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Publications & Research :: Policy Research Working Paper

Creating and Using Fiscal Space for Accelerated Development in Liberia

ACCOUNTING ADMINISTRATIVE COSTS AGRICULTURAL SECTORS AGRICULTURE BALANCE OF PAYMENTS BANK POLICY BUDGET BUDGET CONSTRAINT BUDGET CONSTRAINTS BUDGETS CAPITAL CAPITAL ACCOUNT CAPITAL ACCUMULATION CAPITAL STOCK CAPITAL STOCKS COMMODITIES COMMODITY CONSUMPTION CREDIT CREDIT FACILITY CURRENT ACCOUNT CURRENT ACCOUNT DEFICIT DATA AVAILABILITY DEBT DEBT CAPITAL DEBT INTEREST DEBT STOCKS DEMAND CURVES DEVELOPING COUNTRY DEVELOPMENT DEVELOPMENT ECONOMICS DEVELOPMENT POLICIES DEVELOPMENT POLICY DEVELOPMENT STRATEGY DISPOSABLE INCOME DOMESTIC BORROWING DOMESTIC DEBT DOMESTIC MARKET DOMESTIC MARKETS DOMESTIC PRICE DOMESTIC PRICES ECONOMIC ACTIVITIES ECONOMIC GROWTH ECONOMIC POLICY ECONOMY EDUCATION SPENDING EDUCATIONAL ATTAINMENT EDUCATIONAL ATTAINMENTS ELASTICITY EXCHANGE EXPORTS FACTOR DEMAND FACTORS OF PRODUCTION FINANCE FINANCES FISCAL POLICIES FISCAL YEAR FIXED INVESTMENT FOREIGN DEBT FOREIGN DEBTS FOREIGN DIRECT INVESTMENT FOREIGN EXCHANGE FOREIGN GOVERNMENT FOREIGN INTEREST FOREIGN TRANSACTIONS FULL EMPLOYMENT FUTURE GDP GINI COEFFICIENT GOOD GOVERNMENT BORROWING GOVERNMENT BUDGET GOVERNMENT DEBT GOVERNMENT INVESTMENT GOVERNMENT INVESTMENTS GOVERNMENT REVENUE GOVERNMENT REVENUES GOVERNMENT SPENDING GOVERNMENTS GRANT GRANTS GROSS NATIONAL SAVINGS GROSS REVENUES GROWTH RATE GROWTH RATES HOUSEHOLD HOUSEHOLDS HUMAN DEVELOPMENT IMPORT TARIFFS INCENTIVES INCOME INCOMES INDUSTRY INEQUALITY INFLUENCE INFORMATION SERVICES INFRASTRUCTURE INITIAL INVESTMENT INPUTS INTEREST INTEREST PAYMENTS INTERNAL RATES OF RETURN INTERNATIONAL BANK INTERNATIONAL MARKETS INVESTMENT INVESTMENT CLIMATE INVESTMENT FINANCING INVESTMENT FLOWS INVESTMENT SPENDING LABOR LABOR MARKET LAGS LAND LENDING LOANS MARGINAL PRODUCTIVITY MARGINAL VALUE MARKET MARKET PRICES MARKETS MIDDLE-INCOME COUNTRIES NATIONAL ECONOMY NATURAL RESOURCES NEGATIVE EXTERNALITIES OPERATING SURPLUS OPPORTUNITY COST OPTION OPTIONS OUTCOMES OUTPUT OUTPUTS PAYMENT PAYMENT FLOWS PAYMENTS POLITICAL ECONOMY POSITIVE EFFECTS POVERTY PRESENT VALUE PRICE PRICE CHANGE PRICE CHANGES PRICE LEVELS PRICES PRIVATE CAPITAL PRIVATE INVESTMENT PRIVATE SAVINGS PRODUCTION PRODUCTIVITY PRODUCTIVITY GROWTH PRODUCTIVITY INCREASES PROFIT PROFIT MAXIMIZATION PROFITS RAPID GROWTH REAL EXCHANGE RATE REAL GDP REAL INTEREST REAL INTEREST RATES REAL SECTOR RECEIPT RECEIPTS REMITTANCES RENT RETURNS SAVINGS SAVINGS RATE SERVICES SHARE SHARE OF INVESTMENTS SHARES SMALL COUNTRY STRATEGIES STRUCTURAL CHANGE SUPPLY CURVE SUPPLY CURVES SUSTAINABILITY ANALYSIS TARIFFS TAX TAX RATE TAX RATES TAXATION TAXES TELECOMMUNICATIONS THEORY TOTAL FACTOR PRODUCTIVITY TRADE TRADE DEFICIT TRANSACTIONS TRANSACTIONS COSTS TRANSFERS TRENDS TRUST FUND UNEMPLOYMENT UNEMPLOYMENT RATE UTILITY VALUE VARIABLES WAGES WATER SUPPLY WORLD DEVELOPMENT INDICATORS WORLD MARKETS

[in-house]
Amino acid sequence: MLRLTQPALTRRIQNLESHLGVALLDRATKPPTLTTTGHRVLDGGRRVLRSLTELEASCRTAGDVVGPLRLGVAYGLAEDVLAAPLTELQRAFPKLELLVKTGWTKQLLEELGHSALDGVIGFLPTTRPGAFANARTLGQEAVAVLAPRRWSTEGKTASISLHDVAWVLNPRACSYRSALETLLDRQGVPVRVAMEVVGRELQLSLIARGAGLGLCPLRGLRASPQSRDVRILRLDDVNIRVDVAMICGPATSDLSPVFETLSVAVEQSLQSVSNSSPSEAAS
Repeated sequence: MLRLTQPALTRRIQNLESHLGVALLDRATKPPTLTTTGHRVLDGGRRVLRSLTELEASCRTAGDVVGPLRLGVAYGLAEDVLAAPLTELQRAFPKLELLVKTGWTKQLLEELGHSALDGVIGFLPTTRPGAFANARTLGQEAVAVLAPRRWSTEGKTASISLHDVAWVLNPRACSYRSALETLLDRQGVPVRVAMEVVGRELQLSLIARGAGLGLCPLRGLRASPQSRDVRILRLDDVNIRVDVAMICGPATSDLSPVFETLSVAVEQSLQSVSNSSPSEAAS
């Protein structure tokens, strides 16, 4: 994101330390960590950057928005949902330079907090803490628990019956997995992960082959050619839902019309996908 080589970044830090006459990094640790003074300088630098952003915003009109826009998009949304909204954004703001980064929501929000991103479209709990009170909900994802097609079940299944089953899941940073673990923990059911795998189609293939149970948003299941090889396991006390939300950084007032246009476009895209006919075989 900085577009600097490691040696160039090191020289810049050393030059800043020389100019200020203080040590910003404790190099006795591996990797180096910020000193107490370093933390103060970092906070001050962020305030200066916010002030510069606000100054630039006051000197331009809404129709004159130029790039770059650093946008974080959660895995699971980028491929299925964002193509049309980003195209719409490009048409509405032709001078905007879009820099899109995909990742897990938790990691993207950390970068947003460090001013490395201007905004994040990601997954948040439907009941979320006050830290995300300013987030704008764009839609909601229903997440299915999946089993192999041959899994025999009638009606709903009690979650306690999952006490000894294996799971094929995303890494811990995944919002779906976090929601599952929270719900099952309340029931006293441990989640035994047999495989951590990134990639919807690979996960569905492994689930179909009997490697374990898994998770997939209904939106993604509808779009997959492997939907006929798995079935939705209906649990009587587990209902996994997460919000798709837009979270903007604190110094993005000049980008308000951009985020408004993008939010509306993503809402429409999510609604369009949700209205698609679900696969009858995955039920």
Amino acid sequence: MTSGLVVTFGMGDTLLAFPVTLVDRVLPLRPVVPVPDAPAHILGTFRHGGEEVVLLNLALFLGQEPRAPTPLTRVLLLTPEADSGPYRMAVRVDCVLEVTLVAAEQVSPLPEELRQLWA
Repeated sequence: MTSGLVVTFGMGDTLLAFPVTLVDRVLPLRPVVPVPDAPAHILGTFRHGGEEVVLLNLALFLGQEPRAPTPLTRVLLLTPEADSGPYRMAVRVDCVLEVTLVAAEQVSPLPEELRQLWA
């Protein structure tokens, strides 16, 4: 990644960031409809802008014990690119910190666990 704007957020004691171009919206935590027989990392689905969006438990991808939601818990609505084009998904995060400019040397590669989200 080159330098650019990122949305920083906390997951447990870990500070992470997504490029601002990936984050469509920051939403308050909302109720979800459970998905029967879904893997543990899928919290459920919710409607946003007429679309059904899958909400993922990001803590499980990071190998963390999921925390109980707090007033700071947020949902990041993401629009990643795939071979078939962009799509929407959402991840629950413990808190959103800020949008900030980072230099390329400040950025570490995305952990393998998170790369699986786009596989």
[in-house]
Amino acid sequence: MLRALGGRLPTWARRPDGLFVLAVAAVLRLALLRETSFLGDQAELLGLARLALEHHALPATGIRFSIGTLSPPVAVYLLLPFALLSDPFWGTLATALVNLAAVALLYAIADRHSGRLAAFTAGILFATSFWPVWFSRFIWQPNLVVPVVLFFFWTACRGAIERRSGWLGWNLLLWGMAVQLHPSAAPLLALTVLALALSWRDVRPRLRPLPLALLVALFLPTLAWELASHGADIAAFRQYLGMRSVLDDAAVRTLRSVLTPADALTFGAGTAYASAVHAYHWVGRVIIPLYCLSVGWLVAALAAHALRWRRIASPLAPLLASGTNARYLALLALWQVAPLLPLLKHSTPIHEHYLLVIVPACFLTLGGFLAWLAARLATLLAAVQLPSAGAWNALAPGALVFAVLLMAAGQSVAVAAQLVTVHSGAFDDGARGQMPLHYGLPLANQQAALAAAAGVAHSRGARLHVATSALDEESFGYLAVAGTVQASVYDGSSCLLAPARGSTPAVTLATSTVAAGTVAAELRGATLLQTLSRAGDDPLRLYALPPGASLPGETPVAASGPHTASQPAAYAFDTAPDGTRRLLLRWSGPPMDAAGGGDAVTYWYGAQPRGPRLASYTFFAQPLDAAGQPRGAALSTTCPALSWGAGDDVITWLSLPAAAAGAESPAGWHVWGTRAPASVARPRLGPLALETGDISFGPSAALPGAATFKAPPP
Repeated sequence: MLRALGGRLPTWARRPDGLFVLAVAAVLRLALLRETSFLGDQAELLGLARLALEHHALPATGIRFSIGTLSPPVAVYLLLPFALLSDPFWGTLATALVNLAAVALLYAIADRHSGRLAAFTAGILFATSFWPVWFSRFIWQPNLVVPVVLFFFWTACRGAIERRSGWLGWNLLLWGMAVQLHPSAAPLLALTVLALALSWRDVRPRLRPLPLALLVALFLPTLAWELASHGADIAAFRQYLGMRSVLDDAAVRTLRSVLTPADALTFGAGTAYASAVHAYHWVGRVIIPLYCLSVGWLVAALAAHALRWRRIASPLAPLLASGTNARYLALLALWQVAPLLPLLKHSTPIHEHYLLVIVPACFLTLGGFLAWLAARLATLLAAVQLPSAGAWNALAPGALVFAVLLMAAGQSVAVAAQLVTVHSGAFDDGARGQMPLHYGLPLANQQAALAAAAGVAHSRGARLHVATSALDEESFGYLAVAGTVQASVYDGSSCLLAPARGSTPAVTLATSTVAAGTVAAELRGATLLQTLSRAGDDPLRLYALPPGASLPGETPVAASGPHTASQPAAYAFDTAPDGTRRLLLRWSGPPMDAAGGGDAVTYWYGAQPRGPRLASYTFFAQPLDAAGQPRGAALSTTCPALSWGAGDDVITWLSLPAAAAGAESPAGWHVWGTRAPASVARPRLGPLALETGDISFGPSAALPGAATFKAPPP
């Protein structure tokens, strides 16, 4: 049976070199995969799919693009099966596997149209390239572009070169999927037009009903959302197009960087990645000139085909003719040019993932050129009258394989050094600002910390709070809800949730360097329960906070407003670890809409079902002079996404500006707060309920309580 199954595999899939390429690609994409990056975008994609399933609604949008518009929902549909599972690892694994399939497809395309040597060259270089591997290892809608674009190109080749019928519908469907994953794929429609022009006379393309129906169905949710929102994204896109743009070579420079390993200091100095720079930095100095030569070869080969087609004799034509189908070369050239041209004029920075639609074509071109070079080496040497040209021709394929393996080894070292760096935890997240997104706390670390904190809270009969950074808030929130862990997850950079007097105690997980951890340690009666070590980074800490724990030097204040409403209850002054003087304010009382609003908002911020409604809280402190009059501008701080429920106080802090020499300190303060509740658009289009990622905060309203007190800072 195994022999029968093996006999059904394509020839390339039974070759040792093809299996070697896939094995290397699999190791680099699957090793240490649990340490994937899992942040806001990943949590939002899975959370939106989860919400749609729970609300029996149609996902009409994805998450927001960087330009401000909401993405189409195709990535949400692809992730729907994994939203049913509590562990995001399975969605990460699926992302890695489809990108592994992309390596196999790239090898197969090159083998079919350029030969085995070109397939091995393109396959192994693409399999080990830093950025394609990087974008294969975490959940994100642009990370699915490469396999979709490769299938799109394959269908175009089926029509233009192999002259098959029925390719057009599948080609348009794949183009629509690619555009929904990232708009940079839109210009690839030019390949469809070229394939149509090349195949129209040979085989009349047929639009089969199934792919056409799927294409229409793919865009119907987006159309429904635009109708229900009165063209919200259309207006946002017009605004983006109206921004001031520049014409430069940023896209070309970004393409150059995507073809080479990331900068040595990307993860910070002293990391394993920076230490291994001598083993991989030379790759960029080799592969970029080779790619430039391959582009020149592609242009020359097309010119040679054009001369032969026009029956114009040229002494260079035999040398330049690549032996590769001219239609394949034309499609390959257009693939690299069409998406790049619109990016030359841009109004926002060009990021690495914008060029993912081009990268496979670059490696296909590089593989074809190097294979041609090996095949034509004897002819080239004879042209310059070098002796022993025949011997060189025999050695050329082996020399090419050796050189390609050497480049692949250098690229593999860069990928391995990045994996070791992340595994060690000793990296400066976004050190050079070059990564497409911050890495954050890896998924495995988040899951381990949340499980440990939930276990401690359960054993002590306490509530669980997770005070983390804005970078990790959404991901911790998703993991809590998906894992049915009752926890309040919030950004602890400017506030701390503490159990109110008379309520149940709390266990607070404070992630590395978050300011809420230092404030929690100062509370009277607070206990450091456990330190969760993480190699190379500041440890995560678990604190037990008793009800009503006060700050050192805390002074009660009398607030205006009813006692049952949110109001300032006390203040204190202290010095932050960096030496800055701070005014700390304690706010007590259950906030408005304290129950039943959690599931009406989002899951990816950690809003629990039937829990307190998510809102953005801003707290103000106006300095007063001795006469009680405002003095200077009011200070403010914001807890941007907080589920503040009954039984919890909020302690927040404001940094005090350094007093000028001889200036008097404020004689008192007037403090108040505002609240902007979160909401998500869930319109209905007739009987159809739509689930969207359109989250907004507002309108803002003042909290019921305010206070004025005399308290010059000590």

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World Bank, Washington, DC
Africa | Liberia
2014-02-04T20:37:53Z | 2014-02-04T20:37:53Z | 2013-10

This paper presents simulations for the period 2013-2030 of measures that permit increased spending on infrastructure and human development, the priority areas in Liberia's 2013-2017 "Agenda for Transformation" and for its national vision, Liberia Rising 2030. The simulations are carried out with a Liberian version of MAMS (Maquette for Millennium Development Goals Simulations), a Computable General Equilibrium model. According to the results, among the key sources of fiscal space, foreign grants generate the best outcomes followed by improved government allocative efficiency. Taxes tend to involve trade-offs since they reduce resources for private consumption and investment, both of which tend to contribute to stronger macro and Millennium Development Goals performance. Increased foreign borrowing is less attractive since, in order to make a substantial difference, it would quickly add to the foreign debt, making the economy more crisis-prone and less flexible. The preferred balance between different uses of fiscal space depends on payoffs from different government functions, typically unknown or only appearing with a lag. Under the parameters used in the simulations, determined in light of fragmentary evidence, the outcomes were marginally stronger under a balanced approach with scaling up of both infrastructure and human development services. Balanced expansion may also contribute to efficiency and be easier for political reasons. A final finding is that it is possible to consider fiscal space issues in isolation from the mining sector: simulations suggest that the marginal effects of creating additional fiscal space are very similar irrespective of the level of mining export prices.

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